Now, let us go over the points made in chapter three's checklist, in light of what I have said about "Fifteen Miles."
1. In a good story the reader forgets where he is and lives in the story; the reader wants to be the protagonist. "Fifteen Miles" is a heavily masculine story. The story has been widely anthologized, which means that many editors have liked it, and many readers have seen it. I suspect that most of those readers are male. That is one of the problems a writer faces: Every story choice limits your audience to some extent. When "Fifteen Miles" was written, the science fiction audience was almost 90 percent male. Today, nearly half the SF readers are women. It is certainly possible to write stories of adventure and exploration in which women are the protagonists. Yet I wonder if this particular story would work well if Kinsman were changed to a woman.
2. The protagonist must be admirable, or at least likable, but he should have at least one glaring weakness that forms the underlying tension that drives the character's behavior. Capture those conflicting traits in a simple emotion vs. emotion equation. As we have seen, Kinsman's basic equation is guilt vs. duty. I was quite clear about that before I began to write the story. He is a likable character (at least I think so) who has a remorseless weakness gnawing at his soul.
3. The protagonist must struggle to solve his problems. That struggle is the backbone of the story. Kinsman certainly struggles, both physically and emotionally. The story is a record of his struggle to deal with his various interior and exterior problems.
4. Avoid stereotypes! Kinsman is certainly not the stereotypical steely-eyed, jut-jawed hero of adventure fiction, nor is he much like the public image of NASA's astronauts. Neither Lemoyne nor Bok is a stereotype either—which leads us to the next point.
5. Study the people around you; draw your characters from life. All three of the characters in "Fifteen Miles" are based on people I have known for many years. I said above that Kinsman is not much like NASA's public relations image of its astronauts. True enough, but most of the astronauts are really not much like the public relations image that NASA has tried to maintain. Kinsman is more like a real jet-jockey: outwardly flip, inwardly torn by a moral dilemma, extremely capable in any task he undertakes. Bok and Lemoyne are, likewise, composites of people I have known, including a few Jesuits who are among the world's leading geologists.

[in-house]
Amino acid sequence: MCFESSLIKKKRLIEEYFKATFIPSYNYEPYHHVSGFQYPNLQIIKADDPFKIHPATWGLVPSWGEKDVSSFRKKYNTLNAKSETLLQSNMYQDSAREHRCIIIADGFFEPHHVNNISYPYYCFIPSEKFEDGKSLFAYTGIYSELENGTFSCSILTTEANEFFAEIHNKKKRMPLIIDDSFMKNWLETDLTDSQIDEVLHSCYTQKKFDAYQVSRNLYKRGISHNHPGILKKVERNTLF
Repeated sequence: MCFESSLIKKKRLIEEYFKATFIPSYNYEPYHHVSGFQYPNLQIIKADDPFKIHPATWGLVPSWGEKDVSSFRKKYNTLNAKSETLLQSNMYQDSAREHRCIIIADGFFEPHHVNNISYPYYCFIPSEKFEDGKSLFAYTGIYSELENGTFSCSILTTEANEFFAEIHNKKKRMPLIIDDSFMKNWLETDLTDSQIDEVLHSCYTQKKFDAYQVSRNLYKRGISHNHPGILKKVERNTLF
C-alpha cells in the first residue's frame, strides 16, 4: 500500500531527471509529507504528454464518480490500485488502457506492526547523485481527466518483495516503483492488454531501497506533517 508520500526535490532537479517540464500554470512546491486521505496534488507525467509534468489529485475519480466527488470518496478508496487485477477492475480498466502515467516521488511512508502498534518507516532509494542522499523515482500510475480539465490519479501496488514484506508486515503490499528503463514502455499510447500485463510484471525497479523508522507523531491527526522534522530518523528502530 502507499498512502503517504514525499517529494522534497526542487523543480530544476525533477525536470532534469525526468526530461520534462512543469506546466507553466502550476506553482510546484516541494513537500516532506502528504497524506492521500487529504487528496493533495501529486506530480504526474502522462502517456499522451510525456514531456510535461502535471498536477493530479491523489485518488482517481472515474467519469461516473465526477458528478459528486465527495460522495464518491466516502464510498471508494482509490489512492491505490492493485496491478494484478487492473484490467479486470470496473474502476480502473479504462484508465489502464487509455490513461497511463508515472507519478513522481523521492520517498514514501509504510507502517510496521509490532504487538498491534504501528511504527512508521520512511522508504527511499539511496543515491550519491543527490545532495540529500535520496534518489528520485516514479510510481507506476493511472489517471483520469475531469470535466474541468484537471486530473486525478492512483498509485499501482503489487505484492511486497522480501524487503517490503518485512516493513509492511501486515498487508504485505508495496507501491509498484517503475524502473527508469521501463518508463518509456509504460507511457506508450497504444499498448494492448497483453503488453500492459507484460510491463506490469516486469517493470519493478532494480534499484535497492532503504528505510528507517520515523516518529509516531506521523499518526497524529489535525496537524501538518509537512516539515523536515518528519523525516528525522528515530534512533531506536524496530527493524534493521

6. Show the story from the protagonist's point of view. Every line of the story comes from Kinsman's point of view and no one else's. When he faints from exhaustion the narrative stops and resumes when he comes to. I believe that this gives the story an immediacy and emotional impact that it could not have gotten if I had shifted viewpoint among the characters, or even if I had used a more distant, godlike third-person point of view.
7. Use all five senses: Describe what your characters see, hear, touch, taste and smell. Check through the story and see where Kinsman itches, what he smells, how he strains to pull the priest out of the crevice he has fallen into. I believe the only sense I did not make use of is taste, although Bok mentions that he tasted the water melted from the ice that Father Lemoyne had unwittingly brought to their shelter.
In addition to the seven points from chapter three's checklist, there is an eighth point that came up in this chapter: The protagonist must change. Kinsman is a changed man at the end of this story. So, too, are the astronomer and the priest, though to a lesser degree.
In a well-crafted story, not only does the protagonist change, you, the writer, change also. If you put your heart and guts into what you are writing, you will not be the same person at the end of your story as you were at the beginning of it. Perhaps that is why writers have the reputation of being highly emotional; they are constantly bleeding and dying with their characters.
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